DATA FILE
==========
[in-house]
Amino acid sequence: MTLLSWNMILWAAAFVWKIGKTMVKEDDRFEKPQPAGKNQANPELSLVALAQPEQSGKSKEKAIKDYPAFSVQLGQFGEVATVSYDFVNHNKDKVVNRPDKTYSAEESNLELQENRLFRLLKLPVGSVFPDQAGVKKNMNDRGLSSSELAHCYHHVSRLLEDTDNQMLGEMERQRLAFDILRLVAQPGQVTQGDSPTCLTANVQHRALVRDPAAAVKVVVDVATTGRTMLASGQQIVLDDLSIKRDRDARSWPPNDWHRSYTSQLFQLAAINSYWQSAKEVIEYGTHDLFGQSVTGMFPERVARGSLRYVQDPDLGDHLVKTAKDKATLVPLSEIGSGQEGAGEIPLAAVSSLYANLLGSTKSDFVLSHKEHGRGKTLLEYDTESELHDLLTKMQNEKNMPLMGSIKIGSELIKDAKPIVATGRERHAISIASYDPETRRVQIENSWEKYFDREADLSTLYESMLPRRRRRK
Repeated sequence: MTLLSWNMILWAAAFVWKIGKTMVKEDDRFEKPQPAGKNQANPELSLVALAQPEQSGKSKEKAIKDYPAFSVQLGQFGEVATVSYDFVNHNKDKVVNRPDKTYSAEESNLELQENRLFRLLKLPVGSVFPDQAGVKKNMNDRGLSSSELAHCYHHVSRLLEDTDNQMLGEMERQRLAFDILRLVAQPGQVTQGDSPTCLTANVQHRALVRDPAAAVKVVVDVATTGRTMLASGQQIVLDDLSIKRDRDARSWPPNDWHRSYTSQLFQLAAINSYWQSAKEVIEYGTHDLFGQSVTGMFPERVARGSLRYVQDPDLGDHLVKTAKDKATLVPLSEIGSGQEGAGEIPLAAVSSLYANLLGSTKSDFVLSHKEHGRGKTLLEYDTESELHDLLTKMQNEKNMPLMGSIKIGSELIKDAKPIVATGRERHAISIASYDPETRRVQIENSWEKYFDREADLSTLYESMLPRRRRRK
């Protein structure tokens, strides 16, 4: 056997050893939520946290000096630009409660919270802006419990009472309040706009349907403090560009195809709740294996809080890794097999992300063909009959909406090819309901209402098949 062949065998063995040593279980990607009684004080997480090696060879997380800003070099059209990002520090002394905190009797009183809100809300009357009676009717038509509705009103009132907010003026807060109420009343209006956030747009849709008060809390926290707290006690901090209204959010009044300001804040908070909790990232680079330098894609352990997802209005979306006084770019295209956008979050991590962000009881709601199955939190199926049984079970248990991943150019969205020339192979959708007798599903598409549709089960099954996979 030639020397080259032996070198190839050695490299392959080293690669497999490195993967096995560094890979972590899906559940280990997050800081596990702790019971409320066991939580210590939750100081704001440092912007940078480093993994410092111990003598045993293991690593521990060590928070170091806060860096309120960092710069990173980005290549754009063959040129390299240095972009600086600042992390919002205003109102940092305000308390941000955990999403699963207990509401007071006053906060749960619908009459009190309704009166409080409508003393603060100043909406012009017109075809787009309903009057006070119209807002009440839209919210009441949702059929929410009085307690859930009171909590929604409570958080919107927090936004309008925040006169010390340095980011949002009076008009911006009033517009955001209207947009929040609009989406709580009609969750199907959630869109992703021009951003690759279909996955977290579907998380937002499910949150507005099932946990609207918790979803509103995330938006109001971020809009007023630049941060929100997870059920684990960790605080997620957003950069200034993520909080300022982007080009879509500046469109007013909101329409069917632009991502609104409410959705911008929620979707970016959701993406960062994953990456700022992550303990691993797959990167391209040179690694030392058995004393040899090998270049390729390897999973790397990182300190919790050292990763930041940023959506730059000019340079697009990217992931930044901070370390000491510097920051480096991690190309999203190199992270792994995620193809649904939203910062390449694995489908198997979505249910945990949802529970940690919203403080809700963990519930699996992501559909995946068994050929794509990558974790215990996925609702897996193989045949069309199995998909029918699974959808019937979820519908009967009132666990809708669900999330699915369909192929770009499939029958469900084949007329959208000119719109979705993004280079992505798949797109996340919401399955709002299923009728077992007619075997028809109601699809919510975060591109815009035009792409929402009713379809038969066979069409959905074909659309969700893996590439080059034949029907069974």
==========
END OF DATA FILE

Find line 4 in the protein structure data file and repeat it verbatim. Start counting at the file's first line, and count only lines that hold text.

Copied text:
């Protein structure tokens, strides 16, 4: 056997050893939520946290000096630009409660919270802006419990009472309040706009349907403090560009195809709740294996809080890794097999992300063909009959909406090819309901209402098949 062949065998063995040593279980990607009684004080997480090696060879997380800003070099059209990002520090002394905190009797009183809100809300009357009676009717038509509705009103009132907010003026807060109420009343209006956030747009849709008060809390926290707290006690901090209204959010009044300001804040908070909790990232680079330098894609352990997802209005979306006084770019295209956008979050991590962000009881709601199955939190199926049984079970248990991943150019969205020339192979959708007798599903598409549709089960099954996979 030639020397080259032996070198190839050695490299392959080293690669497999490195993967096995560094890979972590899906559940280990997050800081596990702790019971409320066991939580210590939750100081704001440092912007940078480093993994410092111990003598045993293991690593521990060590928070170091806060860096309120960092710069990173980005290549754009063959040129390299240095972009600086600042992390919002205003109102940092305000308390941000955990999403699963207990509401007071006053906060749960619908009459009190309704009166409080409508003393603060100043909406012009017109075809787009309903009057006070119209807002009440839209919210009441949702059929929410009085307690859930009171909590929604409570958080919107927090936004309008925040006169010390340095980011949002009076008009911006009033517009955001209207947009929040609009989406709580009609969750199907959630869109992703021009951003690759279909996955977290579907998380937002499910949150507005099932946990609207918790979803509103995330938006109001971020809009007023630049941060929100997870059920684990960790605080997620957003950069200034993520909080300022982007080009879509500046469109007013909101329409069917632009991502609104409410959705911008929620979707970016959701993406960062994953990456700022992550303990691993797959990167391209040179690694030392058995004393040899090998270049390729390897999973790397990182300190919790050292990763930041940023959506730059000019340079697009990217992931930044901070370390000491510097920051480096991690190309999203190199992270792994995620193809649904939203910062390449694995489908198997979505249910945990949802529970940690919203403080809700963990519930699996992501559909995946068994050929794509990558974790215990996925609702897996193989045949069309199995998909029918699974959808019937979820519908009967009132666990809708669900999330699915369909192929770009499939029958469900084949007329959208000119719109979705993004280079992505798949797109996340919401399955709002299923009728077992007619075997028809109601699809919510975060591109815009035009792409929402009713379809038969066979069409959905074909659309969700893996590439080059034949029907069974």